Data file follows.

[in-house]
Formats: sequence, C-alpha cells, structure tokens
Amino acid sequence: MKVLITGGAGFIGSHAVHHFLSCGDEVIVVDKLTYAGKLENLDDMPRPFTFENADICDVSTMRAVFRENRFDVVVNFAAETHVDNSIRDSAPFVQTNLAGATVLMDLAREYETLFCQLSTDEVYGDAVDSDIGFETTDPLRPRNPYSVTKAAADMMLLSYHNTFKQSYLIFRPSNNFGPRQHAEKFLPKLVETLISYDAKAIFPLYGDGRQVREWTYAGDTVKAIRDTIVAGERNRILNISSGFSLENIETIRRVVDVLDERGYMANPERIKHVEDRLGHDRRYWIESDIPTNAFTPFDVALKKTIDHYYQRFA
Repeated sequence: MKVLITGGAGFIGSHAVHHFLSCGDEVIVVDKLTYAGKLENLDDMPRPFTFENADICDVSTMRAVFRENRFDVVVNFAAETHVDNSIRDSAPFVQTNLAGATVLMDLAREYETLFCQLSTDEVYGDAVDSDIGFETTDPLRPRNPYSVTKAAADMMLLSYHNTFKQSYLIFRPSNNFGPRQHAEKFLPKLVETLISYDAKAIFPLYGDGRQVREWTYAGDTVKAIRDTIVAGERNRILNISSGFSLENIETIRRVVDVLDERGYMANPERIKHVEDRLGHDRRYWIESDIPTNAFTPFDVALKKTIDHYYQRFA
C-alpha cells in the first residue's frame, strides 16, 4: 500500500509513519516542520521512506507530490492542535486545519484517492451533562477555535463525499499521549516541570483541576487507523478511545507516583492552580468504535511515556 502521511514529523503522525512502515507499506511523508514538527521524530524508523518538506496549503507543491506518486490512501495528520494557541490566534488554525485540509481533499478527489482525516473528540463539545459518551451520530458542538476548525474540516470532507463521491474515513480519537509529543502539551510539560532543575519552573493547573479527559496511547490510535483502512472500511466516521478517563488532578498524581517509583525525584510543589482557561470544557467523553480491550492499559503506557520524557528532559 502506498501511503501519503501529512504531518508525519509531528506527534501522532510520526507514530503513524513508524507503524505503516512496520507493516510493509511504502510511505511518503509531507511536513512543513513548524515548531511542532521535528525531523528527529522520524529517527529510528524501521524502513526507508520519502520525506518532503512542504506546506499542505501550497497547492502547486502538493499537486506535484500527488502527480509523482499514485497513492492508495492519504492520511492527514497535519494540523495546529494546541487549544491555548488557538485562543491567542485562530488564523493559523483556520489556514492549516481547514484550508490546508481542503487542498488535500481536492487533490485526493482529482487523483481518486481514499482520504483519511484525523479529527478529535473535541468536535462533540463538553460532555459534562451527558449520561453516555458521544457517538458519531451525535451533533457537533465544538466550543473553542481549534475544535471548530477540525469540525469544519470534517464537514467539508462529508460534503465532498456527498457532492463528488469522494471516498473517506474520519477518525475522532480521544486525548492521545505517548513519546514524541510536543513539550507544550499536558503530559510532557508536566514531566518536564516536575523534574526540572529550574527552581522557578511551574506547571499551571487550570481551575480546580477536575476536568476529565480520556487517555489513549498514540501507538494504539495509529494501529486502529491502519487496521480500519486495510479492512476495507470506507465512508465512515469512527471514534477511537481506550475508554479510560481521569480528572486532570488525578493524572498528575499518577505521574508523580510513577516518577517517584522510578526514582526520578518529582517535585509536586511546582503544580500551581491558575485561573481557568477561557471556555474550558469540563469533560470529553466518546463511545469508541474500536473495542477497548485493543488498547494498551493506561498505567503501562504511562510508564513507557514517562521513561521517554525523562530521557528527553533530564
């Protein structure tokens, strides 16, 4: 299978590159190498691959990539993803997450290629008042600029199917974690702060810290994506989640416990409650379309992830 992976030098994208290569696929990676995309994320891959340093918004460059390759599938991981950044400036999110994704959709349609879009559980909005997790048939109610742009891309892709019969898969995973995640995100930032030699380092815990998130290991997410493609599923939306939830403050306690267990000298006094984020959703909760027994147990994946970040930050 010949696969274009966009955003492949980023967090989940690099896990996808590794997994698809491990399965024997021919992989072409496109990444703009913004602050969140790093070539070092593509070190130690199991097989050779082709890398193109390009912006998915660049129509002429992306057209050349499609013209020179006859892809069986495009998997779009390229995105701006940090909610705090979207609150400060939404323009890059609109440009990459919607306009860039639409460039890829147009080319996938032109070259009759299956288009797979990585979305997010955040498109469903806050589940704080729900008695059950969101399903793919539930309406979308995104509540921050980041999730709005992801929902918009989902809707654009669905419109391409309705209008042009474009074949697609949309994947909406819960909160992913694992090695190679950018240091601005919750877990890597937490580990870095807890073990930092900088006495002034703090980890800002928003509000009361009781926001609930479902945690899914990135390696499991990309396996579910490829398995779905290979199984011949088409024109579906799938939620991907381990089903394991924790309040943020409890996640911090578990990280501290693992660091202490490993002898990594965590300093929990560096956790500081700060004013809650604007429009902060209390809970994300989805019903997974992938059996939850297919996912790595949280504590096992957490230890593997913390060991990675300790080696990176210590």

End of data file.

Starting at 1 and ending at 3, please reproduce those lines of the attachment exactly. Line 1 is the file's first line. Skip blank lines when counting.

[in-house]
Formats: sequence, C-alpha cells, structure tokens
Amino acid sequence: MKVLITGGAGFIGSHAVHHFLSCGDEVIVVDKLTYAGKLENLDDMPRPFTFENADICDVSTMRAVFRENRFDVVVNFAAETHVDNSIRDSAPFVQTNLAGATVLMDLAREYETLFCQLSTDEVYGDAVDSDIGFETTDPLRPRNPYSVTKAAADMMLLSYHNTFKQSYLIFRPSNNFGPRQHAEKFLPKLVETLISYDAKAIFPLYGDGRQVREWTYAGDTVKAIRDTIVAGERNRILNISSGFSLENIETIRRVVDVLDERGYMANPERIKHVEDRLGHDRRYWIESDIPTNAFTPFDVALKKTIDHYYQRFA